Three facts you need to know about breastfeeding while pregnant. Yes, it’s perfectly safe for (most) women!
By Jackie, Contributing Writer
More and more women are choosing to allow their children to self-wean instead of declaring on some arbitrary date that their children will be finished. Nursing into toddlerhood and beyond is not only a natural thing to do (natural weaning happens between 2 and 4 years on average), but it is also backed by science. Most medical agencies actually suggest breastfeeding for two years or longer!
A toddler can benefit greatly by continuing to breastfeed. Breastmilk still provides many of their nutritional needs as well as immune factors to help protect them from sickness.
As you continue to breastfeed your toddler, you might decide you also want to become pregnant. Of course, there are many different things to consider when continuing to breastfeed while pregnant.
A big hurdle I had to overcome while being pregnant and continuing to nurse my toddler was the people around me. Many people — in an effort to try and ensure I was being careful — questioned if I should wean my toddler since I was now pregnant. I had to make sure I was prepared to answer their questions and assure them that it was safe and that my midwife supported my decision as well. Because I was confident that this was the best thing for me and my children, they too were able to relax and trust that this was just fine.
3 Facts You Need to Know About Breastfeeding While Pregnant
#1: It’s Safe
For most women, breastfeeding while pregnant is perfectly safe. I personally know many women who have done so, and I myself have done so safely as well.
When breastfeeding, your body will release oxytocin and this can cause small uterine contractions. This is not a cause for concern. The amount of oxytocin released is not enough to cause the cervix to open or labor to begin until it is ready. For many women, until the baby is ready to be born, nothing will kick start labor.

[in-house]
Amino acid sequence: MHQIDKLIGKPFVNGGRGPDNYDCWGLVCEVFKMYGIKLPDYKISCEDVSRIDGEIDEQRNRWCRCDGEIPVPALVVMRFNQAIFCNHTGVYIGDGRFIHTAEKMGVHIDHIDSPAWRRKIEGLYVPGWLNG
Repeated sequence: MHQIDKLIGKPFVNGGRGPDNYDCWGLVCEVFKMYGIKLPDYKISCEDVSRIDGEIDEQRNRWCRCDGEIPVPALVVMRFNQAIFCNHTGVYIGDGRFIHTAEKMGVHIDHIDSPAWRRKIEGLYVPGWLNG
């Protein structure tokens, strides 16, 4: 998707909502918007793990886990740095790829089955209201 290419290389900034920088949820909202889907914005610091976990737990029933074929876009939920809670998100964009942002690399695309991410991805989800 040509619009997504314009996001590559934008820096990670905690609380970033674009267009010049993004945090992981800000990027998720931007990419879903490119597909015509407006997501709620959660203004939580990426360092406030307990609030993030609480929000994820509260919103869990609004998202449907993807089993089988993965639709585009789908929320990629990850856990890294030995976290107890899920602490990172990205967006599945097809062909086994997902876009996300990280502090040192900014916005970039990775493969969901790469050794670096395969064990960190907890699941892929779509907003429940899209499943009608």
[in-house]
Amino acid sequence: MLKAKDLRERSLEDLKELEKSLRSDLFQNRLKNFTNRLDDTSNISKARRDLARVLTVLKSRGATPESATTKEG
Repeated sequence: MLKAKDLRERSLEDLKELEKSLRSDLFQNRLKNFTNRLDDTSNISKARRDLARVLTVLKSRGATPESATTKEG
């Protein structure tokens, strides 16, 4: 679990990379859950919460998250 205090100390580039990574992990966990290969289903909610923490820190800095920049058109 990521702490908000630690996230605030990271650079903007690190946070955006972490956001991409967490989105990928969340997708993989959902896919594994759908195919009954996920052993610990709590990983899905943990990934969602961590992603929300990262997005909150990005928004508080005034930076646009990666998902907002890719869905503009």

It is important to let your midwife know if you are continuing to nurse while pregnant because if there are certain risk factors — for example, if you are at risk for early labor and you have been told to abstain from sex — then you should be cautious and discontinue breastfeeding as well.
If you want more information about the safety of breastfeeding while pregnant, check here.
#2: You Need to Eat More
According to Le Leche League International, “Depending on how old your nursing child is, you may need an additional 650 calories a day if he is under six months, or about 500 if he is now eating other foods. This is on top of the additional 350 (second trimester) and 450 (third trimester) calories you need during pregnancy.”
It is important while breastfeeding or pregnant to give your body what it needs to ensure it can function properly to grow a baby, produce milk for a child, and take care of you! It is very important to not only eat enough but to eat the right things. Things like iron, calcium, B12, and other supplements may need to be added if you are not getting enough through your diet.
#3: Your Baby Will Still Get Colostrum
The body is such a fascinating thing that we rarely take time to really appreciate. Yes, your newborn will get colostrum even if you are nursing a toddler. In the latter half of your pregnancy, your milk will change to colostrum and will continue to be colostrum during the first few days of your newborn’s life.
You might not even notice the change, but your toddler may let you know. My milk supply lowered when it changed, but my toddler still wanted to nurse. Sometimes, a toddler will self-wean at this point if they do not care for the taste or if they do not like working so hard for milk.